Branch/jump target prediction

By: (0xe2.0x9a.0x9b.delete@this.gmail.com), August 14, 2016 4:24 am
Room: Moderated Discussions
Linus Torvalds (torvalds.delete@this.linux-foundation.org) on August 10, 2016 5:14 pm wrote:
> Megol (golem960.delete@this.gmail.com) on August 10, 2016 3:25 pm wrote:
> >
> > Can't argue against that, however the problems were mostly elsewhere.
>
> I agree that a lot of P4 weaknesses were exacerbated by other issues, and that
> the legacy decoders were too weak. But the legacy decoders were too weak partly
> because people had thought that trace caches were a good idea. They aren't.

In terms of code specialization according to data, P4 trace cache is too primitive to provide measurable performance gains.

> > > And it has almost nothing in common with the crap that was the P4 trace cache.

If Intel implemented "P4 trace cache" correctly there would be less need for PyPy.

Intel didn't demonstrate 2x speedups even for trivial Python computational loops and was (is) totally incapable of realizing that this *is* what they should be targeting.

Transmeta also didn't demonstrate 2x speedups even for trivial Python computational loops. If you think this is a personal attack on your ability to grasp what should be have been done while you were at Transmeta to make 2x speedup happen at *least* for Python code, then yes, it certainly is. And given what you are writing around here, you still aren't getting it.

> > So why mention it?
>
> .. because the predecode cache is the correct way to do this, and makes the trace cache pointless.

uop cache in Skylake is still too primitive to speedup [anything having obvious computational redundancy] by a large margin.

> So the BSD is very much relevant to the discussion - as a "look, here's something that actually
> works better, and that Intel does that largely replaces the broken trace cache".
>
> > What kind of workloads do you run where instruction cache coherency is problematic?
>
> Umm. Like almost all of them?
>
> Do you realize how bad the P4 was at coherency? To the point that compiler-generated
> code that didn't actually do self-modifying things at all had huge problems,
> just because the coherence "solution" that Intel picked sucked.

Yes, in hindsight, Intel didn't know what they were doing around the time they designed P4 trace cache. They did correctly guess the general direction though.

In hindsight we can see the errors made more easily, so I am not claiming I would be able to provide a better P4 at that time in real-time.

> Yeah, it's less of an issue on architectures that don't actually need coherency in the first place,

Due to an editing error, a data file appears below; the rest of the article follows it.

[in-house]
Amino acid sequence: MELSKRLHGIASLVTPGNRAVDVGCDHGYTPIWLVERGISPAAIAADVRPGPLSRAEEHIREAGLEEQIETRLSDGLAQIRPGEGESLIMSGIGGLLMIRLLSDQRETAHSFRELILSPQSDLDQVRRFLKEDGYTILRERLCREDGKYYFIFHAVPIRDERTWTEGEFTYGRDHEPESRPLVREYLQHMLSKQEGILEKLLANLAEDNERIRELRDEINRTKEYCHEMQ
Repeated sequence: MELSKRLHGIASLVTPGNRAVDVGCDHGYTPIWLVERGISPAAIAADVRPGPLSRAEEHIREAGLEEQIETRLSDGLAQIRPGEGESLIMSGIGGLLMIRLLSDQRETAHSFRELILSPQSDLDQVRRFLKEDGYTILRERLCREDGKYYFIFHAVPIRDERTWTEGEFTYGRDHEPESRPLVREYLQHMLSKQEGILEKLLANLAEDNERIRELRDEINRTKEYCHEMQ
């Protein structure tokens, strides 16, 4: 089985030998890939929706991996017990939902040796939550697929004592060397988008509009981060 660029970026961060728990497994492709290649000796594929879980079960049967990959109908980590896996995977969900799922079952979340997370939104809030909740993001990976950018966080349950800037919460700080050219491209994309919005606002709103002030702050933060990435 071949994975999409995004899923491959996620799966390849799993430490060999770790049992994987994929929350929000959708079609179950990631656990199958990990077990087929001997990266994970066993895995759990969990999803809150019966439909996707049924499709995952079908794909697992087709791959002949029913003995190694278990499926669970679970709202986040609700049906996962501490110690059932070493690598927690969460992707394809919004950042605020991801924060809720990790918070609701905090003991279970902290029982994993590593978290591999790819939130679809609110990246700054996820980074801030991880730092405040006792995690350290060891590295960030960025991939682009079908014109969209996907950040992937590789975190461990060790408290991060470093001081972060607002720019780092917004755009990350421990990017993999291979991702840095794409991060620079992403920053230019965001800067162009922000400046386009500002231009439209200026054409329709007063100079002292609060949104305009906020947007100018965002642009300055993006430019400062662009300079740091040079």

> but that wasn't what was discussed. What was claimed was that the P4 trace cache was "awesome".
>
> It really really wasn't.
>
> > Really...
>
> Really. Trust me. Compilers had to be changed because of it.
>
> Yes, you can argue that that was due to another bad implementation issue, but the oddity comes almost directly
> from the fact that coherence gets more complicated, so then you do odd/bad things to simplify the problems.
>
> So the coherency issues were pretty much caused by the trace cache. The
> fact is, trace caches need more care and complexity in this area.
>
> > Most branches _are_ very predictable, for those that aren't -> don't create a trace.
> >Fixed.
>
> Bullshit.
>
> You don't know which branches are predictable to begin with.

You know which branches are predictable from the programmer and/or from the previous runs. You "just" need to save the information and reuse it correctly.

The fact is x86 ISA has no programmer-visible mechanism for saving such information.

> Also, even the "very
> predictable" ones tend to be about 99%, which isn't actually that predictable
> after all - it causes problems when you end up having code overlap anyway.
>
> And btw, those benchmarks that show how predictable branches are? Yeah, they
> aren't really all that indicative of real code that people actually run.
>
> It all boils down to the fact that you basically need to have the non-trace-cache case execute pretty
> much as quickly as the trace case, and the whole trace cache ends up being a lot of complexity for
> very little advantage. You can't actually try to skimp on the "legacy" decoders after all.

It is *impossible* for the 1st-run case to execute as quickly as the subsequent-runs case.

It follows from data compression and the equivalence between code and data that it is impossible for the 1st-run case to execute as quickly as the subsequent-runs case. (I know you still aren't getting any closer to understanding this - but that won't stop you from mentioning "masturbation over academic papers" in your response.)

If there isn't at least a 2x performance difference between executing the 1st-run case and the subsequent-runs case then it's simply the wrong way.

> So you're much better off doing just a L0 I$ predecoded cache on an
> instruction boundary level, and forget entirely about the traces.

That's not even scratching the surface.

For crying out loud, are you truly incapable of understanding the unfortunate significance of Skylake not being able to do 8 L1 cache reads per cycle per core even in the *best case* ?!?

-Atom

> > Perhaps you should look up what a trace cache is before stating things like that?
>
> Yeah, let's just imagine that I worked for a company that did very
> similar things and actually generated traces on real loads.
>
> In other words, I haven't just masturbated over academic
> papers like you apparently do. I do know how they work.
>
> They suck.
>
> Linus
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